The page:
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Indo-European > Tocharian - now extinct

Tocharian, or Tokharian, is one of the most obscure branches of the Indo-European languages and was only discovered by chance in archaeological expeditions to Chinese Turkestan in the early 20th century, when discoveries of amazing art treasures and ancient culture along the old silk road sparked great international interest in the area. Based on Old Turkic manuscripts which referred to these speakers as the "Twghry," they were labelled as the Tocharoi, a tribe mentioned in classical Greek writings as having lived in Bactria (eastern Iran and Afghanistan) during the second century after Christ.

Discovery of ancient Tocharic scriptDiscovery of ancient Tocharic script

Discovery of ancient Tocharic script

In fact, the discovery of the language has ruffled a few linguistic feathers because it has thrown a wrench into many neat theories concerning the development of Indo-European languages. It seems that some group of people within Europe splintered off and migrated east, developing sounds and characteristics in their language which disrupt many of the long standing academic theories about the language family.

Phonetically, Tocharian is a "centum" Indo-European language generally associated with western languages such as Italic, Celtic, Germanic, and Greek, making it a unique splinter among the East European and Asian populations. It is now generally believed that this splinter group began a very early migration around 2000BC, but because few records were found (what was preserved was thanks mostly to the extremely arid climate of the Tarim Basin), this is open to conjecture.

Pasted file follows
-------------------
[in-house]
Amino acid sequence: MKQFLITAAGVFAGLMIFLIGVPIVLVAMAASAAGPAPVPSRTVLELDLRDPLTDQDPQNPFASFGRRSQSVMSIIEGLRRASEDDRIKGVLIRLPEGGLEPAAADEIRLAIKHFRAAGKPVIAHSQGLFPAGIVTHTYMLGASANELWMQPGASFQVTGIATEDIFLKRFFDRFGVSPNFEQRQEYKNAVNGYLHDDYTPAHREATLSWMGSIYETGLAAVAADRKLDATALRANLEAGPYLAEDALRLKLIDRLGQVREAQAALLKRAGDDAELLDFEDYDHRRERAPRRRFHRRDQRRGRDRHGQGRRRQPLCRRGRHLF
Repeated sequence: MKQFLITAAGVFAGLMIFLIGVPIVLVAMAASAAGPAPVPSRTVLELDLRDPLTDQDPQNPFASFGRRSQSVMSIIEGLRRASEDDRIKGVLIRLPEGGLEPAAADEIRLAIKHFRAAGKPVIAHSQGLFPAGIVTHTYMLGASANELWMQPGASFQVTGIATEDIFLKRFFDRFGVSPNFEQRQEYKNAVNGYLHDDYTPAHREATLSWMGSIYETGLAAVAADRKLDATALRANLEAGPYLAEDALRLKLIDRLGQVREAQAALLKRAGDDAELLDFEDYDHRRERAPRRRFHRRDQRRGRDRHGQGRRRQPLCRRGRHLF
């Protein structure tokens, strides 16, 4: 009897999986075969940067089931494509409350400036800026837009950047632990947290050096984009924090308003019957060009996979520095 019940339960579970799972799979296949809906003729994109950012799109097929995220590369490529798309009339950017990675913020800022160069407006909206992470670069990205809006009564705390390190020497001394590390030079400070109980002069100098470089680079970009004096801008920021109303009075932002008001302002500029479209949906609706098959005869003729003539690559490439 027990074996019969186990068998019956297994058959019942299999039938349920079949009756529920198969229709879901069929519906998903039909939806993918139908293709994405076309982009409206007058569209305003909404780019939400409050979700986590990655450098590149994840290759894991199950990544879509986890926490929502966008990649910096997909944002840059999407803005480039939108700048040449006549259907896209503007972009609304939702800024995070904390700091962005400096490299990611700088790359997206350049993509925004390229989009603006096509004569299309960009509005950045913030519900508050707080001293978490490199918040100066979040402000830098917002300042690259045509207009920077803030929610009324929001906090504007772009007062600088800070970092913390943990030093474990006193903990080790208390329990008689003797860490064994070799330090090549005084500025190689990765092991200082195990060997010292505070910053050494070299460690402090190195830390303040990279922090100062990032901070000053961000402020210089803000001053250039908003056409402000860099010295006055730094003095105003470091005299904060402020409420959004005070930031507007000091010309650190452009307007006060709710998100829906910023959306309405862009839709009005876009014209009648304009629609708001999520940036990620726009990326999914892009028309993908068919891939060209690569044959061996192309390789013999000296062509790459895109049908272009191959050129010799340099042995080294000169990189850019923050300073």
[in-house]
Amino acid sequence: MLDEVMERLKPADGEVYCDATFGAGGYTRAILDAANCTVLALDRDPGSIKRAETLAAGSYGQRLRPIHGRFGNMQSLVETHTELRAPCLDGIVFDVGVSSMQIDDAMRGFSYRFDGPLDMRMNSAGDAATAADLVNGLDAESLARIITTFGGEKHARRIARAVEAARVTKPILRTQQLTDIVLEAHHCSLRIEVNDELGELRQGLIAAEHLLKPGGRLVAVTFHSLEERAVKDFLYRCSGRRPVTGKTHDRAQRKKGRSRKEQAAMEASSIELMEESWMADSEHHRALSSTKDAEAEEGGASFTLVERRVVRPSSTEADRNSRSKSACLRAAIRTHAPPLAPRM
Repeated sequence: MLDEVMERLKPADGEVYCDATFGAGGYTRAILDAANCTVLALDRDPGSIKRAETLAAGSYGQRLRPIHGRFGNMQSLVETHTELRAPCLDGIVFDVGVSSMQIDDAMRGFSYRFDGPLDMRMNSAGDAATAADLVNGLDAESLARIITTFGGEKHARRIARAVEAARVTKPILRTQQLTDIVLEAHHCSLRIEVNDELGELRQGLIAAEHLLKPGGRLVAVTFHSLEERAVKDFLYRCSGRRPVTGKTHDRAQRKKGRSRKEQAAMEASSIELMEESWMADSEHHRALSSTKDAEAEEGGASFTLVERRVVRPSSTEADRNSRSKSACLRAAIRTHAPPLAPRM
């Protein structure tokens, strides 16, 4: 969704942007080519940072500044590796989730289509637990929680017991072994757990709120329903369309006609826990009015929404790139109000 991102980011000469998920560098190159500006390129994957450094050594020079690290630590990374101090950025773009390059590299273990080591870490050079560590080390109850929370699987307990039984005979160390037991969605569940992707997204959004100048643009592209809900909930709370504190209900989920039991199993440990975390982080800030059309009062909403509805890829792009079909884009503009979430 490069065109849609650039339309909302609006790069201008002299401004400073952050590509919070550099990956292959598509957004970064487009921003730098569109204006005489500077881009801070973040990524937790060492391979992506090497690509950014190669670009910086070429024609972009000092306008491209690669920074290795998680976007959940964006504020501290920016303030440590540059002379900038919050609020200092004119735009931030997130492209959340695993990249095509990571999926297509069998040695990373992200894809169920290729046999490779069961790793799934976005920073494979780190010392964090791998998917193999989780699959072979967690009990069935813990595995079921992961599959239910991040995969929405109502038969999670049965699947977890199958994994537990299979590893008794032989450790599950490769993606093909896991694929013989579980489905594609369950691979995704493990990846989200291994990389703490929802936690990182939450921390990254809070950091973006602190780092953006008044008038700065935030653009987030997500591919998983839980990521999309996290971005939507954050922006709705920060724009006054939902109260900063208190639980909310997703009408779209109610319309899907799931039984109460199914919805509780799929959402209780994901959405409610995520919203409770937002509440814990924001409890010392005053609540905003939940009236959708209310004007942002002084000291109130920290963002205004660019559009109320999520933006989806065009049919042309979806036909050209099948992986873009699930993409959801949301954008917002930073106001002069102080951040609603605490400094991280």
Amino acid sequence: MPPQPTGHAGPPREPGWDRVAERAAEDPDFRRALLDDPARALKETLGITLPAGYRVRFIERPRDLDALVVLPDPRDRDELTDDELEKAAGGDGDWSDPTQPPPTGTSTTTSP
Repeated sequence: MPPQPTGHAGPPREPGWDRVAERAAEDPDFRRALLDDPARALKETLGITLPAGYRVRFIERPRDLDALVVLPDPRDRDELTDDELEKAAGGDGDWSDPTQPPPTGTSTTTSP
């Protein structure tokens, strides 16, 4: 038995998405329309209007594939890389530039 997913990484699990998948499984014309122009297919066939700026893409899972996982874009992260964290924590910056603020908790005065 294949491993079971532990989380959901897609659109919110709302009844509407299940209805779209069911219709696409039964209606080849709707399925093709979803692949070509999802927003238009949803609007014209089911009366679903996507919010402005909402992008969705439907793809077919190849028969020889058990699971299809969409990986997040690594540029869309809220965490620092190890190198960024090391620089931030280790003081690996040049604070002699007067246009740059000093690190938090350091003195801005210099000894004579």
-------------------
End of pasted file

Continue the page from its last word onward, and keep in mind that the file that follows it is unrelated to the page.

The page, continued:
One theory postulates that the original home of the Proto-Tocharians was somewhere on the steppes of southern Russia, hence bordered on the west and south by the Thraco-Phrygians, the Armenians and the Greeks; on the west and north by the Germans and the Balto-Slavs, in close proximity to the Finno-Ugrians on the east and north.

This Finno-Ugrian relation has kindled interest among Hungarian scholars in search of romantic roots to their own past, but who have so far failed to unearth anything concrete.

An alternative analysis by a Slavic linguist, who cites phonological, morphological, and lexical similarities between Tocharian and Balto-Slavic, argues that "at some very remote time, the ancestors of the Germanic tribes, the Balto-Slavs, and the Tocharians formed a Northern Indo-European dialect group which split from the common language family at a very early stage and later (probably during the 4th milleium B.C.) dissolved into Germanic-Balto-Slavic and Tocharian."

As the Tocharians migrated eastward, their language was influenced (mostly in the form of loan words, above all concerning religious terminology) by Iranian and Sanskrit due to missionaries from Iran and India who brought Buddhism to the Tocharians. In fact, it is generally believed that the Tocharians were highly instrumental in spreading the Buddhist faith eastwards and to the later migrating Turkic population.

Before it became extinct in 840 AD, it used to consist of two languages (dubbed 'A' and 'B' but which were not intercomprehensible) spoken during the 6th to 9th centuries in what is now referred to as Xinjiang Autonomous Region of China.